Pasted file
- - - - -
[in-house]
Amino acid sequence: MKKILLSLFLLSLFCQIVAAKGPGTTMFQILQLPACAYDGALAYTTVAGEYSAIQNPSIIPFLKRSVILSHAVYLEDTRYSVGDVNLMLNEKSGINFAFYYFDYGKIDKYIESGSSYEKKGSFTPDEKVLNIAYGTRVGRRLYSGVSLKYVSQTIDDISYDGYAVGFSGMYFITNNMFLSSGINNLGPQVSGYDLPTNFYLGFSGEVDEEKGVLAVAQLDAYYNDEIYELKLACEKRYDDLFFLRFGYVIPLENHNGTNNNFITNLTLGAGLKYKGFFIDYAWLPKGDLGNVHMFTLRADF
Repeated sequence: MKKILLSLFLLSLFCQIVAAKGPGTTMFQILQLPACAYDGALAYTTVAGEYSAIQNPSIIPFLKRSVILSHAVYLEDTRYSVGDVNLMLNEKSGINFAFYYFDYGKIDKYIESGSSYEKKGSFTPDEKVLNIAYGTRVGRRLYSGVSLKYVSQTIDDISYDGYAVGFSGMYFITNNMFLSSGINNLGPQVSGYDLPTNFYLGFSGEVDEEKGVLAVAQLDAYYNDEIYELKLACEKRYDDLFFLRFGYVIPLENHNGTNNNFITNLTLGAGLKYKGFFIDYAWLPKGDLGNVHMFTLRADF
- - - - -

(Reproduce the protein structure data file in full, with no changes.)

[in-house]
Amino acid sequence: MKKILLSLFLLSLFCQIVAAKGPGTTMFQILQLPACAYDGALAYTTVAGEYSAIQNPSIIPFLKRSVILSHAVYLEDTRYSVGDVNLMLNEKSGINFAFYYFDYGKIDKYIESGSSYEKKGSFTPDEKVLNIAYGTRVGRRLYSGVSLKYVSQTIDDISYDGYAVGFSGMYFITNNMFLSSGINNLGPQVSGYDLPTNFYLGFSGEVDEEKGVLAVAQLDAYYNDEIYELKLACEKRYDDLFFLRFGYVIPLENHNGTNNNFITNLTLGAGLKYKGFFIDYAWLPKGDLGNVHMFTLRADF
Repeated sequence: MKKILLSLFLLSLFCQIVAAKGPGTTMFQILQLPACAYDGALAYTTVAGEYSAIQNPSIIPFLKRSVILSHAVYLEDTRYSVGDVNLMLNEKSGINFAFYYFDYGKIDKYIESGSSYEKKGSFTPDEKVLNIAYGTRVGRRLYSGVSLKYVSQTIDDISYDGYAVGFSGMYFITNNMFLSSGINNLGPQVSGYDLPTNFYLGFSGEVDEEKGVLAVAQLDAYYNDEIYELKLACEKRYDDLFFLRFGYVIPLENHNGTNNNFITNLTLGAGLKYKGFFIDYAWLPKGDLGNVHMFTLRADF